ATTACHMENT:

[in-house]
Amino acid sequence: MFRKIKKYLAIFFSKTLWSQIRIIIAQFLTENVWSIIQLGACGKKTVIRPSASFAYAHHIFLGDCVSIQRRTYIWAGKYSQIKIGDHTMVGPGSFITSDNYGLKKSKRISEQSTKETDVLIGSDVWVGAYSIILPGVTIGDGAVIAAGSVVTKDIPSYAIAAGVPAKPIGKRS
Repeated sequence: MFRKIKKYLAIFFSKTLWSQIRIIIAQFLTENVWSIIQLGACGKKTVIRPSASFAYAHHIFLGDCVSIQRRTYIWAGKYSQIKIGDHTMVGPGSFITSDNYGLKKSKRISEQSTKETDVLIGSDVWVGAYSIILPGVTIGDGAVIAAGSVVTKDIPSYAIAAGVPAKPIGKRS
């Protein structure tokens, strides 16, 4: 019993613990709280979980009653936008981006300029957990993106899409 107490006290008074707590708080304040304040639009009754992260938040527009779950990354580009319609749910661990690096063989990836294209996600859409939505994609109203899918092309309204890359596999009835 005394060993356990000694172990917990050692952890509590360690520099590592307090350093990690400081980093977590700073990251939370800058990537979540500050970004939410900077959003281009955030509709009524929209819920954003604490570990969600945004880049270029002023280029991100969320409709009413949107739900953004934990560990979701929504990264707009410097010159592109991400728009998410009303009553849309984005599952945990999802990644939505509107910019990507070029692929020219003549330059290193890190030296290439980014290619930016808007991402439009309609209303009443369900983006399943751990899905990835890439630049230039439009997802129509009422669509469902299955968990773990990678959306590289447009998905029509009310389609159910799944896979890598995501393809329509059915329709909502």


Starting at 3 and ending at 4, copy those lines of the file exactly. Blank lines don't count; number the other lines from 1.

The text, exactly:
Repeated sequence: MFRKIKKYLAIFFSKTLWSQIRIIIAQFLTENVWSIIQLGACGKKTVIRPSASFAYAHHIFLGDCVSIQRRTYIWAGKYSQIKIGDHTMVGPGSFITSDNYGLKKSKRISEQSTKETDVLIGSDVWVGAYSIILPGVTIGDGAVIAAGSVVTKDIPSYAIAAGVPAKPIGKRS
């Protein structure tokens, strides 16, 4: 019993613990709280979980009653936008981006300029957990993106899409 107490006290008074707590708080304040304040639009009754992260938040527009779950990354580009319609749910661990690096063989990836294209996600859409939505994609109203899918092309309204890359596999009835 005394060993356990000694172990917990050692952890509590360690520099590592307090350093990690400081980093977590700073990251939370800058990537979540500050970004939410900077959003281009955030509709009524929209819920954003604490570990969600945004880049270029002023280029991100969320409709009413949107739900953004934990560990979701929504990264707009410097010159592109991400728009998410009303009553849309984005599952945990999802990644939505509107910019990507070029692929020219003549330059290193890190030296290439980014290619930016808007991402439009309609209303009443369900983006399943751990899905990835890439630049230039439009997802129509009422669509469902299955968990773990990678959306590289447009998905029509009310389609159910799944896979890598995501393809329509059915329709909502």